Kidney Cancer


The Concept Of Surgery In Kidney Cancer

Renal Cell Carcinoma (RCC) is one of those diseases where surgery is the only curative modality of treatment. Even when metastasis (distant spread) is present, surgical therapy in the form of cytoreductive nephrectomy is helpful for the patient. Traditionally open radical nephrectomy has been practiced. This involves removal of the kidney along with the Gerota’s fascia (fat cover around kidney) as envelop. This envelop avoids exposure of tumor tissue and prevents spillage. Dissection of para-aortic and para-caval lymphnodes have not shown survival advantage. However, they need to be removed when they are enlarged or positive. Unlike many other cancers there is no effective adjuvant therapy like chemotherapy or radiotherapy for RCC. Only in metastatic cases targetted therapies (sunitinib, sorafenib, everolimus, etc.) have shown some results.

Less than 7cm sized tumor (T1): The widespread use of contemporary imaging techniques has resulted in an increased detection of small incidental renal tumors. In the past few years the concept of cancer surgery has taken a U-turn giving way to the concept of Nephron Sparing Surgery (NSS). This is a procedure where only the diseased portion of the kidney is removed along with Gerota’s fascia adjoining it, sparing health tissue. Renal vessels are clamped after packing the kidneys with ice to reduce ischemia.This is especially useful in patients with single kidney, bilateral RCC, hereditary renal cancers or in those patients where there is a risk of kidney failure in future. Recent research has shown that in properly selected cases the survival outcomes of NSS are similar to radical nephrectomy. Thus NSS has become standard of care even for patients with normal opposite kidney when tumor size if favorable and is recomended by American Urological Association and European Association of Urology. Though NSS is the standard of care for tumors upto 4 cm in size, many centers have extended the indications to RCC’s less than 7cm. Definite contraindication for NSS would be presence of distant or nodal metastasis. Nephron Sparing Surgery can be repeated on ipsilateral recurrent RCC in previously performed NSS.

More than 7 cm sized tumor: Radical nephrectomy remains the standard of care for tumors larger than 7cm in size. However, some centers have tried NSS upto 10cm tumor size. It is not standard of care.

Nodal disease: When spread to regional lymph nodes (paraaortic or caval) detected prior to surgery or on table, a complete lymphnode dissection is performed. Reduction in tumor burden helps the outcomes in renal cancer.

Metastatic Renal Cancer: Cytoreductive nephrectomy to reduce the tumor burden is performed when overall condition of the patient permits the same. Patient is placed on targeted therapy following the surgery.

Minimal Access Cancer Surgery For Renal Cancer: The Evidence

Ralph Clayman performed the first Laparoscopic Nephrectomy in 1991. Over time laparoscopy has gradually evolved into standard of care for renal tumors. Laparoscopy produces low overall morbidity, faster post-operative recovery, and comparable oncologic outcomes compared to other techniques. There is sufficient literature to on the feasibility and the excellent oncologic efficacy of laparoscopic radical neprectomy.

Laparoscopic Nephron Sparing Surgery (LNSS): Laparoscopic NSS was first tried in porcine model in 1993. The indications are same as mentioned in the above para on NSS. Classically, only small, superficial, peripheral, exophytic tumors were eligible for laparoscopic NSS, but larger, infiltrating tumors have been managed in more recent series. The use of LNSS has expanded to technically challenging tumors, such as tumors invading deeply into the parenchyma up to the collecting system or renal sinus, intrarenal tumors, tumors abutting the renal hilum, tumors in solitary kidneys, or tumors substantial enough to require heminephrectomies. Many recent series include larger, Stage T1b (4-7cm size) tumours; endophytic tumours near the hilum and upper pole; bilateral tumors; multiple ipsilateral tumors; and stage T1a tumours presenting in select patients over the age of 70.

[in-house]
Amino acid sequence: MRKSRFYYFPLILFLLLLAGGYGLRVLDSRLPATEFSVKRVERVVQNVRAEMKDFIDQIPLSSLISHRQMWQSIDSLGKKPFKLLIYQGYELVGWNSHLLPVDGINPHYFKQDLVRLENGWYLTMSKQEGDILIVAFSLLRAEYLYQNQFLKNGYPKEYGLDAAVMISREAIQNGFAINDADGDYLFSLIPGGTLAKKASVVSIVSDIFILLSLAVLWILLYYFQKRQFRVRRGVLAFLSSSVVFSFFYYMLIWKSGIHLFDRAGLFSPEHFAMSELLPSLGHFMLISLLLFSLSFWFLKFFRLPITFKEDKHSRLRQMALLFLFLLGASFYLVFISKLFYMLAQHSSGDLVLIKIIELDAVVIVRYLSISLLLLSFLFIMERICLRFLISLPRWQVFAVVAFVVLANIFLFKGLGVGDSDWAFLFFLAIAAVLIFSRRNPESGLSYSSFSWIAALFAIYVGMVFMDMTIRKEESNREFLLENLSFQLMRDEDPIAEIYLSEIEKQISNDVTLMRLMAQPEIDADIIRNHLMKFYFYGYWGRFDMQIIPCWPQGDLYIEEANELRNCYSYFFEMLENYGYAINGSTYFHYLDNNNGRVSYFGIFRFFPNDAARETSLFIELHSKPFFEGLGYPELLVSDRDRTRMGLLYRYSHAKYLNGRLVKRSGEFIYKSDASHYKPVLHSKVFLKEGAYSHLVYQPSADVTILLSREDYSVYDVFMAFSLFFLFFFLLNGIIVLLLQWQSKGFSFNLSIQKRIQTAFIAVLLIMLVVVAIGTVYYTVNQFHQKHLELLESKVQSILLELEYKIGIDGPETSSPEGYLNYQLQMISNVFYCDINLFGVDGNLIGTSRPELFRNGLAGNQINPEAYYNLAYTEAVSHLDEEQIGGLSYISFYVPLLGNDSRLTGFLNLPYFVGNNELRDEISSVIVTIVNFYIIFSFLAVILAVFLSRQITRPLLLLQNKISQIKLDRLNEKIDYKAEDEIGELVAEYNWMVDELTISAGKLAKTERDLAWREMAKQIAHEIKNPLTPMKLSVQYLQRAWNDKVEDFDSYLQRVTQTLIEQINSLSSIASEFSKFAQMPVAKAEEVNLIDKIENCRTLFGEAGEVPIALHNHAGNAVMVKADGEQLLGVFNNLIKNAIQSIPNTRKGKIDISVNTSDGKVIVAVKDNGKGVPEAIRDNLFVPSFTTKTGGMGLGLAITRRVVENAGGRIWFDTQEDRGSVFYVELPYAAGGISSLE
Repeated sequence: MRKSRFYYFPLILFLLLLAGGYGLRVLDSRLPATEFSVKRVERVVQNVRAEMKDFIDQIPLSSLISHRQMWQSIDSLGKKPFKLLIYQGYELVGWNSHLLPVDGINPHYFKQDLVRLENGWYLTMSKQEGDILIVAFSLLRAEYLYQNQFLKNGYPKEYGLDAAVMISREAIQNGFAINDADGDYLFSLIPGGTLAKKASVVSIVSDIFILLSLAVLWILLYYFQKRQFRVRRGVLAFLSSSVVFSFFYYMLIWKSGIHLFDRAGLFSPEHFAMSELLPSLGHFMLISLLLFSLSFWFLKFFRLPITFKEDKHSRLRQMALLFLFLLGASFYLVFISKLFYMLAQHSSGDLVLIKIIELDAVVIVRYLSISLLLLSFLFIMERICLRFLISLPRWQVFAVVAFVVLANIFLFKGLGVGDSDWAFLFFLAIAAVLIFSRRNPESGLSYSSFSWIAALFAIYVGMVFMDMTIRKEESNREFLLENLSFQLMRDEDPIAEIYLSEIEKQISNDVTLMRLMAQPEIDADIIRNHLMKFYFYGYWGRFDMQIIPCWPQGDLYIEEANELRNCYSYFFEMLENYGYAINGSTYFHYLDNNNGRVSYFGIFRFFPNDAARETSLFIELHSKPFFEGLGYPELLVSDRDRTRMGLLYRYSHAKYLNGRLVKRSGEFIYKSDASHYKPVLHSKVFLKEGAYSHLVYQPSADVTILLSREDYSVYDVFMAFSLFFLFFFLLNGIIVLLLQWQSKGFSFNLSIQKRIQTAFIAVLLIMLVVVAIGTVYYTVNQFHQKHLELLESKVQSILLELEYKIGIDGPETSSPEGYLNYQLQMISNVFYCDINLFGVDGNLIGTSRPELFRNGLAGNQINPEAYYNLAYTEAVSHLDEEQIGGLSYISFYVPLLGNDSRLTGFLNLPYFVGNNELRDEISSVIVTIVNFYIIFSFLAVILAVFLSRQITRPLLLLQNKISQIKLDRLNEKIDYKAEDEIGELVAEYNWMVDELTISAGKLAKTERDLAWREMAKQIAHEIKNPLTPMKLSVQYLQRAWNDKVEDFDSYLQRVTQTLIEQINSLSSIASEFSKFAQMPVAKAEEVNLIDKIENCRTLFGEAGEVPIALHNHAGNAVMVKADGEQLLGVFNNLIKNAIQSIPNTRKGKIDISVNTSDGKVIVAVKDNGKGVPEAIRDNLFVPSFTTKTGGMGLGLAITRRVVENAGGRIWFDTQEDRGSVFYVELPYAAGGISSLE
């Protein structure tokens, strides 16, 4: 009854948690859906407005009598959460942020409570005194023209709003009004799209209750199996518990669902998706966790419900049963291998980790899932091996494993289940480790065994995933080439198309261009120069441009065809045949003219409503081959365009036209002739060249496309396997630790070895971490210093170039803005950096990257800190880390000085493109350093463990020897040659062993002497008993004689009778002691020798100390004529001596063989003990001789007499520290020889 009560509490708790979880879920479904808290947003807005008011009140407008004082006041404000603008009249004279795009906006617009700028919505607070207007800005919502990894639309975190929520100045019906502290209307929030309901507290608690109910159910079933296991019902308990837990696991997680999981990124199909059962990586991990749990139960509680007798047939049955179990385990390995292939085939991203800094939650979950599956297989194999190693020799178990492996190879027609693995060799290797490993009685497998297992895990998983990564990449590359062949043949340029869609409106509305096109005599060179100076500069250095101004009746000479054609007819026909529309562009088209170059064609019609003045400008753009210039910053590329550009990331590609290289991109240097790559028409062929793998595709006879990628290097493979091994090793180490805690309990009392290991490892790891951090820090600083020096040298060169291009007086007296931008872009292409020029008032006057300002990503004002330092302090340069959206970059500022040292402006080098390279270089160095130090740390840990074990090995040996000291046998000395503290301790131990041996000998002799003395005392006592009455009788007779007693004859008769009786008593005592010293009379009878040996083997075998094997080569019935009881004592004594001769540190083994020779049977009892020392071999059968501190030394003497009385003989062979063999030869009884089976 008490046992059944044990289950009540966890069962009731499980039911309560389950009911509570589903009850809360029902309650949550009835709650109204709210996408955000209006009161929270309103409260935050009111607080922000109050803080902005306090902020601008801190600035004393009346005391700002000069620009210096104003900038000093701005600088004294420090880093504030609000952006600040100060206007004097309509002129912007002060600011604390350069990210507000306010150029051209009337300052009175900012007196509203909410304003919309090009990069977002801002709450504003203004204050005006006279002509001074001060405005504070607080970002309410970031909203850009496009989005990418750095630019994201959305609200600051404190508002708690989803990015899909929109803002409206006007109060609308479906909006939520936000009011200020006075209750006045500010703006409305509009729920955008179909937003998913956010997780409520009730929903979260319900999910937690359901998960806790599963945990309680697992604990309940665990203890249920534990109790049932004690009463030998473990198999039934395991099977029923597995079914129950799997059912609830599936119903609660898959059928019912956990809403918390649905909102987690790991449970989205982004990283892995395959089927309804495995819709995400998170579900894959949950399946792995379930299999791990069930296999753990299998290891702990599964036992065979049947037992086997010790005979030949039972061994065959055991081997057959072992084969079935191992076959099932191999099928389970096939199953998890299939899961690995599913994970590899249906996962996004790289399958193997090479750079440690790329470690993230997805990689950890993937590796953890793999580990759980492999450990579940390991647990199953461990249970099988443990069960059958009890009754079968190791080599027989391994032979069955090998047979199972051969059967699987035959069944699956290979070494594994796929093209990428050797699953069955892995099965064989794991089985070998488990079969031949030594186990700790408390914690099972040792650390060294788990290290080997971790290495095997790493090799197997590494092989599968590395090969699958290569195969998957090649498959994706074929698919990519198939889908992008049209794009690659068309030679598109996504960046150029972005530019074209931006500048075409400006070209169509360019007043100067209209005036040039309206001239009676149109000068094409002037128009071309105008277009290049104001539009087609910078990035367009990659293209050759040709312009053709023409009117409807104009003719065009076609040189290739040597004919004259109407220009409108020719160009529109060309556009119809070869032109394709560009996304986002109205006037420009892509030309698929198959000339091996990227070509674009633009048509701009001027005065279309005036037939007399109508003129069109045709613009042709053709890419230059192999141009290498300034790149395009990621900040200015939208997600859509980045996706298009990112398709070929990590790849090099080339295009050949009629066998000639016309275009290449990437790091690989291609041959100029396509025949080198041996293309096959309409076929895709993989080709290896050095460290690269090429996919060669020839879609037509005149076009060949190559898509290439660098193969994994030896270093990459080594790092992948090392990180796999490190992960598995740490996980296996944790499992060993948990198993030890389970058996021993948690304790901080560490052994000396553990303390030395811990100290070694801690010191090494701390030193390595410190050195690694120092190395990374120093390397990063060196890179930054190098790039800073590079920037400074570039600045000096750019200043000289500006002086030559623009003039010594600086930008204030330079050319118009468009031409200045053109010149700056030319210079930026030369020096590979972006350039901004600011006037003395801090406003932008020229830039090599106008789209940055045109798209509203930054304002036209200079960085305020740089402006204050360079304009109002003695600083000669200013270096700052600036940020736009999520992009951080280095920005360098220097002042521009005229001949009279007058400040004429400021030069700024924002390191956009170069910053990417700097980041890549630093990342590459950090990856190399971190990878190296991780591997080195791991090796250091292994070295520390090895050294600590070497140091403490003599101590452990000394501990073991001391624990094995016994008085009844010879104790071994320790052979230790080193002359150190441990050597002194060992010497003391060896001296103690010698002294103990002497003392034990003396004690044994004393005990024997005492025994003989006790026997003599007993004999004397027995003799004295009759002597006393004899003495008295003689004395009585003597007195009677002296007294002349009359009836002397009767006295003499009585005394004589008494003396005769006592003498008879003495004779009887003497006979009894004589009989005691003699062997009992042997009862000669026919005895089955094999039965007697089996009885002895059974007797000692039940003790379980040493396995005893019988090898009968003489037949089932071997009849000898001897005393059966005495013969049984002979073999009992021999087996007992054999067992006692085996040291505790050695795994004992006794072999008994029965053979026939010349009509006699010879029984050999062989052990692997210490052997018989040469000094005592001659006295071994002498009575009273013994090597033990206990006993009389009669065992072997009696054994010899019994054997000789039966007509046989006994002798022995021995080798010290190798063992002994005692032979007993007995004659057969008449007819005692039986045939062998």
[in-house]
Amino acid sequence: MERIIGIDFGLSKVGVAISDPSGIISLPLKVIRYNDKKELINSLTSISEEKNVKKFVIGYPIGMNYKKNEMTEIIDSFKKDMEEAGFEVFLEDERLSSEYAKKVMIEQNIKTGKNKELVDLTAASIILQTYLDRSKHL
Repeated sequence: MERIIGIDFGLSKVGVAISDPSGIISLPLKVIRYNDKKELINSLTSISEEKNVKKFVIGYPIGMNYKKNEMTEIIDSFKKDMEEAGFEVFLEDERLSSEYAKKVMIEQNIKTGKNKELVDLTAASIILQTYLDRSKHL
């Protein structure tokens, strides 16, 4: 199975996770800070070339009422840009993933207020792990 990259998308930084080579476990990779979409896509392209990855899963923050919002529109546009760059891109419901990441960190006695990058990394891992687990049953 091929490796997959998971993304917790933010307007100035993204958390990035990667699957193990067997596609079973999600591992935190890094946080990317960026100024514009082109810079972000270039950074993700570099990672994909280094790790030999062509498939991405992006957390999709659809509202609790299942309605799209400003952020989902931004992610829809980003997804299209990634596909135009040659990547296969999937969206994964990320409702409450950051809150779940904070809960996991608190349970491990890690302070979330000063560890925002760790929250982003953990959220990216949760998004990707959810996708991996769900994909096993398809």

The procedure can be performed transperitoneally or retroperitoneally. The transperitoneal approach is usually chosen for anterior, anterolateral, lateral, and upper-pole tumors. Retroperitoneal laparoscopy is reserved for posterior or posterolaterally located tumors. Although studies report shorter operative time, decreased blood loss and shorter hospital stay with the retroperitoneal approach, many centers, including the author, prefer the transperitoneal approach for its greater working space and easy tumor accessibility.

There are certain technical difficulties that need consideration in performing LNSS. These include the difficulty in achieving renal hypothermia, renal parenchymal hemostasis, pelvicalyceal reconstruction, and parenchymal renorraphy by pure laparoscopic techniques. In 2009, an expert international panel recommended a warm ischemia time of <20 minutes, and that in difficult cases, cold ischemia be started immediately and should not exceed 35 minutes.

When compared to open NSS there is significant reduction in morbidity in LNSS. Investigators from Cleveland Clinic analyzed the complications of their initial 200 cases treated with LNSS for a suspected renal tumor and reported complications in 33% of patients: 18% patients had urologic complications, the majority of which was bleeding, and 15% patients had non-urologic complications. This experienced team also reported a decreased complication rate (16%) since they began using a biologic hemostatic agent as an adjunctive measure. Gill et al[ compared 100 patients who underwent LNSS with 100 patients who underwent open NSS. Laparoscopic group needed longer operative time (3 hours vs 3.9 hours), slightly more blood loss (125 ml vs 250 ml), and but has less warm ischemia time (28 minutes vs 18 minutes). Also, the laparoscopic group required less postoperative analgesia, a shorter hospital stay, and a shorter convalescence. Intraoperative complications were higher in the laparoscopic group (5% vs 0%), and postoperative complications were similar (9% vs 14%). Functional outcomes were similar in the two groups (postoperative serum creatinine,1.1 vs 1.2 mg/dl). Similarly, Beasley et al retrospectively compared the result of laparoscopic versus open using a tumor size-matched cohort of patients. Although the mean operative time was longer in the laparoscopic group (210 ± 76 minutes versus 144 ± 24 minutes) blood loss was comparable between the two groups (250 ± 250 ml vs 334 ± 343 ml). No blood transfusions were performed in either group. The hospital stay was significantly reduced after LNSS compared with the open group (2.9 ± 1.5 days vs 6.4 ± 1.8 days). These initial results have been reproduced in recent studies.